Save the planet: 'Buy Kiwi lamb'
The meat industry has reacted cautiously to a British website's suggestion that British consumers should buy New Zealand lamb if they want to help save the planet.
The claim is based on a study showing food production may be responsible for almost a third of the world's greenhouse gases.
The Mail Online yesterday quoted experts from international agricultural research organisation CGIAR saying Britons could reduce emissions and save money by importing efficiently reared lamb from New Zealand. By comparison, British farming methods produced twice as much greenhouse gas, the website reported.
The CGIAR study says food systems contribute up to 29 per cent of global greenhouse gas emissions, not the 14 per cent previously thought.
A 2006 Lincoln University report on the concept of "food miles" concluded that the energy used in producing British lamb was four times higher than that used by New Zealand lamb producers, even after including the energy used in transporting New Zealand lamb to the other side of the world.
The study's findings come as meat processor Alliance Group announced an exclusive deal to supply chilled Kiwi lamb to British retailer Marks & Spencer.
The meat will come from approved South Island farms that are part of the M&S Select scheme, which involves a traceability system monitoring farm management, animal origin and livestock records.
General manager marketing Murray Brown said Alliance had also just introduced a programme called Hoofprint which benchmarked the carbon footprint of 200 New Zealand farms against that of a handful of British producers. "It was one of the reasons that got us over the line [with M&S], as one of the initiatives we had in place that they were appreciative of."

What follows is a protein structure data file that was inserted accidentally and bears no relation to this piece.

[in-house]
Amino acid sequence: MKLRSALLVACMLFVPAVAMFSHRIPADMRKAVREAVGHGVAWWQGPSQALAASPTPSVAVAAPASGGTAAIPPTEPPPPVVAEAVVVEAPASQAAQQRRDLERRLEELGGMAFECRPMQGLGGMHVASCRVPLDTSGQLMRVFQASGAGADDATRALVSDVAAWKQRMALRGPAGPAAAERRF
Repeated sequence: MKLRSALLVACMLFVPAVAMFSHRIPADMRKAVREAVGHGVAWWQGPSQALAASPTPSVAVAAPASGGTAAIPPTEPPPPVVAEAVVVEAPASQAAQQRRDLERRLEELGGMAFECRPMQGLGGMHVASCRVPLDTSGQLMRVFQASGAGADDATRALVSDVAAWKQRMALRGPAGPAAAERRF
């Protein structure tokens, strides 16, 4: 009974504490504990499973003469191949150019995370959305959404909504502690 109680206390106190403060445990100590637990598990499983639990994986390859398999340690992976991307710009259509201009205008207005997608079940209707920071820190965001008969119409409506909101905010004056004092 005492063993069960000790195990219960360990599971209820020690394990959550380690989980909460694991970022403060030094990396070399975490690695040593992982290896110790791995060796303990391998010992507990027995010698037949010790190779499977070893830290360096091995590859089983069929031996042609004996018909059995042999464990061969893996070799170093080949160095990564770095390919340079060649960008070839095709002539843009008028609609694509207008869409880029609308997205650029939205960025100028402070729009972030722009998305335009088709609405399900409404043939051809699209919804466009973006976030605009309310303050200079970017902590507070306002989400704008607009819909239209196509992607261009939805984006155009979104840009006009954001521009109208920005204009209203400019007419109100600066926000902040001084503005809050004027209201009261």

Alliance was confident the New Zealand footprint would compare favourably, but these kinds of measurements were at an early stage and it would be "a bit careful" about making too many claims, he said.
Meat Industry Association chief executive Tim Ritchie said New Zealand was at the forefront of research into measuring the carbon footprint of agricultural production.
However methodologies were not standardised globally. "The reality is, while we may be more efficient . . . it may be nothing like to the degree they're suggesting."
The New Zealand industry also complemented British lamb production, allowing for year- round supplies of the product and helping to keep it at the forefront of British shoppers' minds.
New Zealand would continue to make the most of its clean, green image but "not necessarily by decrying another country's production systems", Ritchie said.
Federated Farmers president Bruce Wills said farmers in New Zealand had been forced to become extremely efficient when government support was withdrawn in the 1980s.
The country's sheep flock was now less than half of its peak of 70 million in 1982, but farmers still produced almost the same tonnage of sheepmeat. Growers struggled to get one lamb per ewe 30 years ago, but now most comfortably got 1.5. The average ewe size had gone up from 55 kilograms in the 1980s to 75kg today.
- © Fairfax NZ News
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